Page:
“This is not a difference on positions – it is a difference between truth and lies”

This morning I spoke with a aide for a Republican Congressman to share my concerns over what a shame it is Representative Liz Cheney is being ousted from her position in House leadership in the Republican Party citing my arguments. After he listened to me, he noted I had a right to share my difference on positions.

I said, this is not a difference on positions – it is a difference between truth and lies. I said I do not agree with many of the positions of Liz Cheney, but in this instance she is calling out the former president for his lying and sedition. There is no widespread election fraud and the president invited and incited an insurrection on members of Congress, endangering your boss. That is unforgiveable.

Then, I shared that this is not just my opinion, David Brooks, a conservative pundit said on PBS News Hour just this Friday that “to be a leader in the Republican party, you have to lie.” I did ask him, as an independent and former Republican, what am I supposed to think about all of this? He could not offer me his opinion, which I knew. beforehand, but I wanted to pose the question. It should be noted that Senator Mitt Romney noted that Republicans are not going to gain one vote from this and will lose many.

I closed with sharing we need a viable Republican Party, but right now the party is adrift. In fact, GOP Representative Adam Kinzinger equated the party with a slow-sinking Titanic. I told him I agree with that statement.

20 thoughts on ““This is not a difference on positions – it is a difference between truth and lies”

    • David, thanks. I won’t mention the Congressman as I don’t want to get the young man in trouble. I have left messages for Kinzinger thanking him for his political courage. Keith

  1. Good on you, Keith!!! Indeed, this is not an ideological or positional difference, but is the difference between honesty and dishonesty. If we cannot trust our elected leaders, then it is time to oust them! I only wish we didn’t have to wait 18 months to do so!

    • Jill, this party has brought all of this on themselves. They had two legitimate chances to rightfully impeach and convict the former president and failed to do so. Now, they have to deal with the Pandora they let out of the box. Keith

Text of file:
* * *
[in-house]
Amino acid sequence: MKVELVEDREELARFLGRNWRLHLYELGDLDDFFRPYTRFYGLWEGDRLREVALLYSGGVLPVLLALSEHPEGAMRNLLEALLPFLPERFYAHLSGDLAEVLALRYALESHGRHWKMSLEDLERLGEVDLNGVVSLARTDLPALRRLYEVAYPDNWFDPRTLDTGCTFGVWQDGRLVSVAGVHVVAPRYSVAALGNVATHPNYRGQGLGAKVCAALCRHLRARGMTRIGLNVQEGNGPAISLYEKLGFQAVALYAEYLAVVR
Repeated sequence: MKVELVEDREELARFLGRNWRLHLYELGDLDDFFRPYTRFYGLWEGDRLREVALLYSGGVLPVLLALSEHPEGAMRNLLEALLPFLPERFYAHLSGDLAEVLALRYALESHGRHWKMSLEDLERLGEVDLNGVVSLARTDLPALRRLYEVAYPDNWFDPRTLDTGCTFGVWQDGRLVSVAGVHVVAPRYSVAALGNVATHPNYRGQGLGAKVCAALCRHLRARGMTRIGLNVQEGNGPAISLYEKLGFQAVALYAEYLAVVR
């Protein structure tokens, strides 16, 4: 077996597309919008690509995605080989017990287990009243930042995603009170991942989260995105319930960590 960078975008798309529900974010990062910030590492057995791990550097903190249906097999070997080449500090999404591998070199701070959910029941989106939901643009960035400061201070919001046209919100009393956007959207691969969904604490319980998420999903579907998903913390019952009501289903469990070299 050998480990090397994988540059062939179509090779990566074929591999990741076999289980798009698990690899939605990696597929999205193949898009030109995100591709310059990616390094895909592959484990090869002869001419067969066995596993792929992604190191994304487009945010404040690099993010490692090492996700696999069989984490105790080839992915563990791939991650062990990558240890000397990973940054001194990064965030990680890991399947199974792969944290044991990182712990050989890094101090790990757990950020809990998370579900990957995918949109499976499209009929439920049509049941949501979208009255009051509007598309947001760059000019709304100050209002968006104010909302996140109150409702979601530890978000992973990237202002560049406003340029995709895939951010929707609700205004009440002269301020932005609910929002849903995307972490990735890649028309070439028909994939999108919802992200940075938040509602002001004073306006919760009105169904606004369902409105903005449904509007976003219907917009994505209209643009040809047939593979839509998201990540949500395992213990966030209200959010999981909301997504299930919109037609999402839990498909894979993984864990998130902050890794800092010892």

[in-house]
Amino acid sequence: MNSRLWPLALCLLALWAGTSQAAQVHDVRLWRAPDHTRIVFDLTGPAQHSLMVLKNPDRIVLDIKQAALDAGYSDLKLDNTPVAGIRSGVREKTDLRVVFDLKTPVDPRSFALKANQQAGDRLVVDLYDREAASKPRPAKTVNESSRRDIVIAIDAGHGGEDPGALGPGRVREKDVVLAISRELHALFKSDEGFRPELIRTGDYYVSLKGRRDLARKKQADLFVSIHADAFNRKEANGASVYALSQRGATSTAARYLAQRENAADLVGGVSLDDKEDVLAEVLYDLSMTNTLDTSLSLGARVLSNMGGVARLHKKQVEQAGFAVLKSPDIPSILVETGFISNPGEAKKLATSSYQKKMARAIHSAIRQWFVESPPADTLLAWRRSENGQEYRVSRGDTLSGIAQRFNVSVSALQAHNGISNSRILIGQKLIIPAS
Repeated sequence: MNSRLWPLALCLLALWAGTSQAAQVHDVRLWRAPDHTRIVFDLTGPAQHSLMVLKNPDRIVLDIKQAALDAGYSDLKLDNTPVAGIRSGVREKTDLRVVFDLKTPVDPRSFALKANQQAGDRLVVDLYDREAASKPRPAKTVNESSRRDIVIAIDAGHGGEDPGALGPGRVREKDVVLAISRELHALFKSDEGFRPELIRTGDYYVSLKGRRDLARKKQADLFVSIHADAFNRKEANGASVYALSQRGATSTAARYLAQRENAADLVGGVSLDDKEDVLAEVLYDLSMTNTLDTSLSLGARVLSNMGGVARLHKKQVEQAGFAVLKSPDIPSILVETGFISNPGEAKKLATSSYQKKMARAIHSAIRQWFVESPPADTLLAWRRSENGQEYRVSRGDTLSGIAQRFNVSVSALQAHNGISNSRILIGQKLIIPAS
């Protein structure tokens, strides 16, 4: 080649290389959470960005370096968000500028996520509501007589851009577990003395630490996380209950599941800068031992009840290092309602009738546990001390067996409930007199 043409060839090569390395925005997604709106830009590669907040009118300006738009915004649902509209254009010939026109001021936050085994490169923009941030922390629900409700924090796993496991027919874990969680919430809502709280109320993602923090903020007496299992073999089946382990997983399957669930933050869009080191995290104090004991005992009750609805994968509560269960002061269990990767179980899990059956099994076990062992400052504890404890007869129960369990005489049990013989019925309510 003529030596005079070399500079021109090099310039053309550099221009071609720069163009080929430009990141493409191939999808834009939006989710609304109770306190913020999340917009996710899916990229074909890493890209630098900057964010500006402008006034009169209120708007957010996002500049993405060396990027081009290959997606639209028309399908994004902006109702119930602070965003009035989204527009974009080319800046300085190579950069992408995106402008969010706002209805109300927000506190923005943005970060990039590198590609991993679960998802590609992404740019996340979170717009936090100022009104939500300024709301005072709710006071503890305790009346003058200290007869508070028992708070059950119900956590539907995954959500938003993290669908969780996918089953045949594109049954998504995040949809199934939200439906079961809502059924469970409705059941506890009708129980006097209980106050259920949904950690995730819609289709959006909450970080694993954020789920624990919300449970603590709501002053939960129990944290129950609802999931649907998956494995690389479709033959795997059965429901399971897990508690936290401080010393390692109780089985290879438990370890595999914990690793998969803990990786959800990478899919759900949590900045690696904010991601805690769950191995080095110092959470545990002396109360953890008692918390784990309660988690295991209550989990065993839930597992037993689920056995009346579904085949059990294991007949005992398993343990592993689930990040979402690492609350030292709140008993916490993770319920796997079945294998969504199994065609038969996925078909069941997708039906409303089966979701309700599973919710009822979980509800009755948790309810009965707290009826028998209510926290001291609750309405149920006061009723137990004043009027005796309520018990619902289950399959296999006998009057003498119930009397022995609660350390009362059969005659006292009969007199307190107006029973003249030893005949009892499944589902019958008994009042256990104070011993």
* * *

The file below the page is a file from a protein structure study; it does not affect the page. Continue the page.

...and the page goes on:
• Exactly. The danger, though, is that the GOP is fully aware that they cannot garner enough votes to win a fair and honest election, so rather than re-think their policies, re-design their platform, they are cheating to win by such things as the voter suppression laws in most states that will keep millions from being able to have a voice.

      • Jill, having lived in North Carolina, the rampant cheating to win through voter id laws and gerrymandering has been surgical, as the judge called it when he ruled it unconstitutional. There is no shame in the Republican Party anymore. The demographics require it to cheat. If Democrats get out and vote, they can win, which is why the GOP wants to curtail that. Keith

  2. The GOP’s slavish following of a one man anti-democratic autocrat makes the Republican Party an existential threat to the Constitution and the democratic process. Voting for the GOP is tantamount to voting against the country. That’s not an opinion; that’s demonstrated… by the January 6th uprising directed against the verification of the electoral vote, Trump’s refusal to concede to the will of the people, and the GOP’s support for the man over patriotic duty and sworn allegiance to the nation.

  3. Hello Keith. When you call these elected politicians offices, do you find the people answering the phones to be under the same restrictions in what they can say as when their bosses are on TV? I find it strange the new phenomenon of politicians not being able to answer the simplest question dealing with tRump, Biden, and the election no matter how phrased or how many times asked. I wonder if the staff is also required to lie or be as evasive? I just read that Former acting Secretary of Defense Chris Miller in his written address to congress had a line that blamed tRump for inciting the riot on the capital, but in his verbal testimony he left that line out of his opening remarks. I guess he did not want a video that could be showed to their god, lord, and master tRump. Hugs

    OT. Keith I started a new blog with a lot of help from Nan. I have been posting on it. I am not sure how to set up following and such. Some people are getting notified and some are not. The URL is the same if you are interested Scottiestoybox.com. No pressure, I just wanted you to know I was trying to get back on line. Hugs

    • Scottie, with only a few exceptions, they are courteous. Yet, they are forbidden from offering an opinion. My hope is to get them to think about my concerns. Being an independent and former Republican, I feel I have a freedom to say more things to encourage the party to be better than they have become. Plus, I love citing conservative pundits who are critical of the former president’s actions and words.